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Leave no trace

The Scottish Wildlife Trust’s Seafar Wildlife Reserve is one of my favourite places in Cumbernauld to visit. The Trust is working hard to change the structure of the woodlands, helping native trees and wildflowers to flourish in the new light, open spaces. More native trees and flowers means more insects like butterflies and dragonflies, which in turn leads to more birds and mammals. Already you can see signs of this change. The reserve is popular with the public too, and because we spend a lot of time here the Wild Ways Well team feels a bit of responsibility towards it. A few weeks ago we had a litter pick and removed ten bin bags of litter, plus a family-sized inflatable paddling pool and a destroyed picnic bench, all from one tiny area. The saddest part was all the broken glass. It’s awful to think of barefooted children playing there, and of the animals who call Seafar home. Wildlife can be badly affected by litter, eating it, becoming entangled or injuring themselves. A cut paw for a badger, without access to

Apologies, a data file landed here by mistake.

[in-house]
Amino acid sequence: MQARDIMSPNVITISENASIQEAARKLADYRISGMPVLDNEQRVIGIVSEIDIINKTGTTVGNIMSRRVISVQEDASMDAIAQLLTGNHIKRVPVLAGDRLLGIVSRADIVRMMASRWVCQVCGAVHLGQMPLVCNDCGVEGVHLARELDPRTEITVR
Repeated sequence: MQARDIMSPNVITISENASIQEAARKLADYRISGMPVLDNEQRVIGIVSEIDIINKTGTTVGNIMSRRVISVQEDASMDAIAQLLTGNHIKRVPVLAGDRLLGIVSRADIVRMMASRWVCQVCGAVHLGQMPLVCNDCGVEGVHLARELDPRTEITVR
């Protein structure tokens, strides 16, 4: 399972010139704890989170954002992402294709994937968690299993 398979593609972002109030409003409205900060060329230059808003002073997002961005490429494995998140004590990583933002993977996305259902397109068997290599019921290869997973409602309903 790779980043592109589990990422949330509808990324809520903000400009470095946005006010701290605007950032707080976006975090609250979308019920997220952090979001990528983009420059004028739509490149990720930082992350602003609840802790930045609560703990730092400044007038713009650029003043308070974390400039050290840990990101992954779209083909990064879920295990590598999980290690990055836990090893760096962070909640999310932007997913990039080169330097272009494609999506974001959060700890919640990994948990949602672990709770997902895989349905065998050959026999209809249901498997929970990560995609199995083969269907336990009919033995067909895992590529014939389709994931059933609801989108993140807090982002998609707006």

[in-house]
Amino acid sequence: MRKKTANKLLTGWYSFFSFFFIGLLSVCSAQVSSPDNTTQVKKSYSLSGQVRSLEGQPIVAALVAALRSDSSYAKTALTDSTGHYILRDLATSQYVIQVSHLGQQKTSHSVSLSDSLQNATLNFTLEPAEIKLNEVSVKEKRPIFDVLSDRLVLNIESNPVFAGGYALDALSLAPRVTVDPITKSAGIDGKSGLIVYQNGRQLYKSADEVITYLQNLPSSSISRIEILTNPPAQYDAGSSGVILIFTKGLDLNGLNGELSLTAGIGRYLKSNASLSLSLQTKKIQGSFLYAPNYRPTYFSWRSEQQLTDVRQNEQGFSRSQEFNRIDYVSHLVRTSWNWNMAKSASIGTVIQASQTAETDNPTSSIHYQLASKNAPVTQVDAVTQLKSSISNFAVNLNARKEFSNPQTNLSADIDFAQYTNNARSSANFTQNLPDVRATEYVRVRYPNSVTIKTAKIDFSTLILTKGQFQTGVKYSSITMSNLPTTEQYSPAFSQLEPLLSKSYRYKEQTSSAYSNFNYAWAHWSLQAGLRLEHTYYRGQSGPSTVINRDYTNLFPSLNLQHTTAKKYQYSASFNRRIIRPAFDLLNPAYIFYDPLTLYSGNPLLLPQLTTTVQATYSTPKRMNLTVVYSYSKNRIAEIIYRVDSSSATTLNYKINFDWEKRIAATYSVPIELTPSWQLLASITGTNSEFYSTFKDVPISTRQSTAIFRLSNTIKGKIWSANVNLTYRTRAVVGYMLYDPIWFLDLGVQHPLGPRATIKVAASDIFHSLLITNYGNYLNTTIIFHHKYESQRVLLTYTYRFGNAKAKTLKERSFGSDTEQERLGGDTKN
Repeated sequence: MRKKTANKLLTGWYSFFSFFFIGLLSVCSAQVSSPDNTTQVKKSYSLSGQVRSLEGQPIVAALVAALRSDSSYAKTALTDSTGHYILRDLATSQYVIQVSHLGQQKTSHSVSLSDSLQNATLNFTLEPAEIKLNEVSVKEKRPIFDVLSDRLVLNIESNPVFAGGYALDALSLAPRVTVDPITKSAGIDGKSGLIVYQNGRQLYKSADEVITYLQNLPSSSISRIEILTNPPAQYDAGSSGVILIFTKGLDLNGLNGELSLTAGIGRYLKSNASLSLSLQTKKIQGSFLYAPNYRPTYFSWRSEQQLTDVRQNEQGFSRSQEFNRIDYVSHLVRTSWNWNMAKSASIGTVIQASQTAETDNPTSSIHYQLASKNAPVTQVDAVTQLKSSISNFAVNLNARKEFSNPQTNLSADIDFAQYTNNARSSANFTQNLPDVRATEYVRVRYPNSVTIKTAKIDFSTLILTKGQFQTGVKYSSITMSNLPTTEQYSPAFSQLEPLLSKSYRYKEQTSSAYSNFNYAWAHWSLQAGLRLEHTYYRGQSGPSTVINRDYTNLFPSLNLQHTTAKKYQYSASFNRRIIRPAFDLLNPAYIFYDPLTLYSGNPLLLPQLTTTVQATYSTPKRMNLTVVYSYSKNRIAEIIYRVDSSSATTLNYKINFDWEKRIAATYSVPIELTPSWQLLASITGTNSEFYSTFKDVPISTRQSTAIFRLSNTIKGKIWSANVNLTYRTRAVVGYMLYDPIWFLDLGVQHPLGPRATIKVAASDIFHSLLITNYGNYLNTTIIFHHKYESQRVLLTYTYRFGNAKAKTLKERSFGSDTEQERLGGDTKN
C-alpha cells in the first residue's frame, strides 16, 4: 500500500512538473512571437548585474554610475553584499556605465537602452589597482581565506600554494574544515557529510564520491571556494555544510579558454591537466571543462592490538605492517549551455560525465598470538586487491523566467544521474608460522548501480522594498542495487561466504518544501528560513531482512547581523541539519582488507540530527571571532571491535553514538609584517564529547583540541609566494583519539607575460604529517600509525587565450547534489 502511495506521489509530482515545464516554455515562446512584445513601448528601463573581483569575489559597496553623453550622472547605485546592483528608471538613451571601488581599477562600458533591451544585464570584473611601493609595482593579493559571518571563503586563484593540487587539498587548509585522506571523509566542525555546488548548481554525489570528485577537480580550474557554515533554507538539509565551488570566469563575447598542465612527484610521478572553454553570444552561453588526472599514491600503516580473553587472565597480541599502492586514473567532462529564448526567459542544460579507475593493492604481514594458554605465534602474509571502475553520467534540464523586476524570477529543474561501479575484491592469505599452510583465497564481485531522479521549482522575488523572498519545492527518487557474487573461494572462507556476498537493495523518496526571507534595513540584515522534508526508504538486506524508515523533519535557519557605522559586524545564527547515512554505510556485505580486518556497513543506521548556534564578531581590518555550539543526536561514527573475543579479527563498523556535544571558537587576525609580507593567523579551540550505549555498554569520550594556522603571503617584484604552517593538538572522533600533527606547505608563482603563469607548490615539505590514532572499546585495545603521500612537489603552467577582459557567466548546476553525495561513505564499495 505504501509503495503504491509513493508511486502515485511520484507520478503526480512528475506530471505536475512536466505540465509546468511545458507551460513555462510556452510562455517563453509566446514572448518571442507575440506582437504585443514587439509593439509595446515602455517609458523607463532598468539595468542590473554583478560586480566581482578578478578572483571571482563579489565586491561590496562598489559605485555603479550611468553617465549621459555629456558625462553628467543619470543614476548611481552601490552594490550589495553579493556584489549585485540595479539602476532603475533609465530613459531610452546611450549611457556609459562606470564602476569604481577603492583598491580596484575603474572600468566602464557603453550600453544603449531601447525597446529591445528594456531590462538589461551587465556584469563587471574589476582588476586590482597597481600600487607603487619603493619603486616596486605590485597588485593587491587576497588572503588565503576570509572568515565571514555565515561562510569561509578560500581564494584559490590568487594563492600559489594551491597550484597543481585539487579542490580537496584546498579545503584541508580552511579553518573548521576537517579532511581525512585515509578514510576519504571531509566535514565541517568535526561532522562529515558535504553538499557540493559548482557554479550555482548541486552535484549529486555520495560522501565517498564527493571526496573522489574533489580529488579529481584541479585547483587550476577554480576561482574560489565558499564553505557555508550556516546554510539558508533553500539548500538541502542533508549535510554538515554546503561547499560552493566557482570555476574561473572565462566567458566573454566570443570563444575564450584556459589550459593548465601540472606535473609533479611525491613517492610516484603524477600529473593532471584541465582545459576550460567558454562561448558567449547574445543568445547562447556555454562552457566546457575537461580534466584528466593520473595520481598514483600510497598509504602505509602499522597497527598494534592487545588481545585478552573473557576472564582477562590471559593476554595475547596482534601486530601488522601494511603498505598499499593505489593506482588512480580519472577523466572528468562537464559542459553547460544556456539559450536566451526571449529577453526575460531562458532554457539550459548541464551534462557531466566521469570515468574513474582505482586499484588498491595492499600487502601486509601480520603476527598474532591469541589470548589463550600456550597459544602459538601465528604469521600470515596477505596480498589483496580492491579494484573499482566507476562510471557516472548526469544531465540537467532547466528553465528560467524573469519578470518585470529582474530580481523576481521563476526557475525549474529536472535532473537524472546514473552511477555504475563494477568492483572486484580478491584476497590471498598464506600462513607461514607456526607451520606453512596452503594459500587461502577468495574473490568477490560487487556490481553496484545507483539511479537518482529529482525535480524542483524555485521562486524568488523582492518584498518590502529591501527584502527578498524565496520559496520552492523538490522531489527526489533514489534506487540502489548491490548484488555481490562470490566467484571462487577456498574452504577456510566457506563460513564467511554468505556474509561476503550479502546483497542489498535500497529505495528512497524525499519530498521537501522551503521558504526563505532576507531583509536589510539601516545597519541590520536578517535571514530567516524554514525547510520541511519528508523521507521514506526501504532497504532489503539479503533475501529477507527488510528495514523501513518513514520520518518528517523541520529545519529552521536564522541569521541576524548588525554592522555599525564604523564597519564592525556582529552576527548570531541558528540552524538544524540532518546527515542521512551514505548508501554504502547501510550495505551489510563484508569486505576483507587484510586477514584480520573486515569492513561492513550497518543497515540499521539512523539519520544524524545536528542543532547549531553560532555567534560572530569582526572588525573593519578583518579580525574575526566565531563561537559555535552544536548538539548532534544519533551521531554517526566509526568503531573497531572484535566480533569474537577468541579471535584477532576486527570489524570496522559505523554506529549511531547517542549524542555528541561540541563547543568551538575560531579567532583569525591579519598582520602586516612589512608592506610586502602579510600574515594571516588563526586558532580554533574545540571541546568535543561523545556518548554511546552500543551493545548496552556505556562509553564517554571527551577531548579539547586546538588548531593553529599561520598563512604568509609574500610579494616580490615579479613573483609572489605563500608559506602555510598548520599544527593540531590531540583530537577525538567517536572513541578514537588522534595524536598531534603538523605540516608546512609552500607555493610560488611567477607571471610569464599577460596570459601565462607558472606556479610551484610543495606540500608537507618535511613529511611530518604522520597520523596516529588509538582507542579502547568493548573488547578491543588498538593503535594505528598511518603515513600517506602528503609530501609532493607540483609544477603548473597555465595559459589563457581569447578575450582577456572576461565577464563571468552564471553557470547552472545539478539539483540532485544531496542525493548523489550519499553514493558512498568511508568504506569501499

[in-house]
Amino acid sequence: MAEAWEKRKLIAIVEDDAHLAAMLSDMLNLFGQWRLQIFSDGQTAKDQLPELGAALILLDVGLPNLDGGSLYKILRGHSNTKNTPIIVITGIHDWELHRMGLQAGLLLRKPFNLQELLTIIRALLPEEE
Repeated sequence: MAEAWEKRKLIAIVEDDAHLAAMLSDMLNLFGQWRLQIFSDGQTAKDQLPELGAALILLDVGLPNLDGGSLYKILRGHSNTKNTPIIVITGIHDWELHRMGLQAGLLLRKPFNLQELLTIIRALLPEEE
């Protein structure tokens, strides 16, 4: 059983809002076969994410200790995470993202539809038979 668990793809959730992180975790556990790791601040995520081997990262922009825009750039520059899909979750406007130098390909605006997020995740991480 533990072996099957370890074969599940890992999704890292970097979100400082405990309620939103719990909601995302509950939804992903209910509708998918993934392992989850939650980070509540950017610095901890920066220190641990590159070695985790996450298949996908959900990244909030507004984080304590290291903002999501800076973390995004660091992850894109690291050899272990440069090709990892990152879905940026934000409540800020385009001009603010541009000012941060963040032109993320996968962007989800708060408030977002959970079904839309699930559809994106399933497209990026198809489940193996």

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Getty Arty in the Outdoors

There are few things in the world more beautiful than the nature that is all around us. Think about the all the amazing paintings, stories, songs, poems and even films you know that are based around nature. For centuries all sorts of artists have been inspired by the natural world – the exact same natural world that’s all around you. One of the things our Wild Ways Well group likes to do is get our creative minds working in the outdoors. You don’t need to be Rembrandt or Spielberg to have a go at making art in the outdoors – even geniuses had to start somewhere! Last Thursday we took our cameras and spent a couple of hours in the wildflower meadows of the Scottish Wildlife Trust’s Seafar Wood Wildlife Reserve; and on Saturday we went up to the Forest Wood Reserve to see the Easter Island-style Moai chainsaw sculptures that have been created there. We had a great time pottering about in the sunshine, letting the feel of these natural spaces guide us as we sketched and photographed everything we could